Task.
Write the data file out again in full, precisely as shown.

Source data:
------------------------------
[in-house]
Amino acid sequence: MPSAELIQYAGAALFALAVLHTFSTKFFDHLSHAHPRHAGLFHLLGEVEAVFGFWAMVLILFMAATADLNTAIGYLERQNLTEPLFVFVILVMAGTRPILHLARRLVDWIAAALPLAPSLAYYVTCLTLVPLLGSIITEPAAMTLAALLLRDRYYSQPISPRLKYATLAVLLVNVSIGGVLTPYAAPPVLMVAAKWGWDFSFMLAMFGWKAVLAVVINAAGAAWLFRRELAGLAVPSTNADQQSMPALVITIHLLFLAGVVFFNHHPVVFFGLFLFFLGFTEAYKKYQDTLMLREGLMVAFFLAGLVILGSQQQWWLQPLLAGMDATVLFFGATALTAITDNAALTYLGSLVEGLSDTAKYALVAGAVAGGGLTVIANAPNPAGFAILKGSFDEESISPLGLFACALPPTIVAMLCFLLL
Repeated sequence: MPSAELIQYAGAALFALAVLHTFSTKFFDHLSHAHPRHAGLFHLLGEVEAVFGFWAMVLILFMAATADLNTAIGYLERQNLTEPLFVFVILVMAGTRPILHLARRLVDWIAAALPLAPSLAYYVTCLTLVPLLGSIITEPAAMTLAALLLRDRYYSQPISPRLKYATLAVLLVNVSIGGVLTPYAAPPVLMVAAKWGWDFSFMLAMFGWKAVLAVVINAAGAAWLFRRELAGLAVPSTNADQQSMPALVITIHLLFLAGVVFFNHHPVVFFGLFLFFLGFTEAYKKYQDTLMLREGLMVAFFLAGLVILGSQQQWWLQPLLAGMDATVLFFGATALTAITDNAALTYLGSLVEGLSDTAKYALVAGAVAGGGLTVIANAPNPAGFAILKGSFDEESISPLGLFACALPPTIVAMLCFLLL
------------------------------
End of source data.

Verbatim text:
[in-house]
Amino acid sequence: MPSAELIQYAGAALFALAVLHTFSTKFFDHLSHAHPRHAGLFHLLGEVEAVFGFWAMVLILFMAATADLNTAIGYLERQNLTEPLFVFVILVMAGTRPILHLARRLVDWIAAALPLAPSLAYYVTCLTLVPLLGSIITEPAAMTLAALLLRDRYYSQPISPRLKYATLAVLLVNVSIGGVLTPYAAPPVLMVAAKWGWDFSFMLAMFGWKAVLAVVINAAGAAWLFRRELAGLAVPSTNADQQSMPALVITIHLLFLAGVVFFNHHPVVFFGLFLFFLGFTEAYKKYQDTLMLREGLMVAFFLAGLVILGSQQQWWLQPLLAGMDATVLFFGATALTAITDNAALTYLGSLVEGLSDTAKYALVAGAVAGGGLTVIANAPNPAGFAILKGSFDEESISPLGLFACALPPTIVAMLCFLLL
Repeated sequence: MPSAELIQYAGAALFALAVLHTFSTKFFDHLSHAHPRHAGLFHLLGEVEAVFGFWAMVLILFMAATADLNTAIGYLERQNLTEPLFVFVILVMAGTRPILHLARRLVDWIAAALPLAPSLAYYVTCLTLVPLLGSIITEPAAMTLAALLLRDRYYSQPISPRLKYATLAVLLVNVSIGGVLTPYAAPPVLMVAAKWGWDFSFMLAMFGWKAVLAVVINAAGAAWLFRRELAGLAVPSTNADQQSMPALVITIHLLFLAGVVFFNHHPVVFFGLFLFFLGFTEAYKKYQDTLMLREGLMVAFFLAGLVILGSQQQWWLQPLLAGMDATVLFFGATALTAITDNAALTYLGSLVEGLSDTAKYALVAGAVAGGGLTVIANAPNPAGFAILKGSFDEESISPLGLFACALPPTIVAMLCFLLL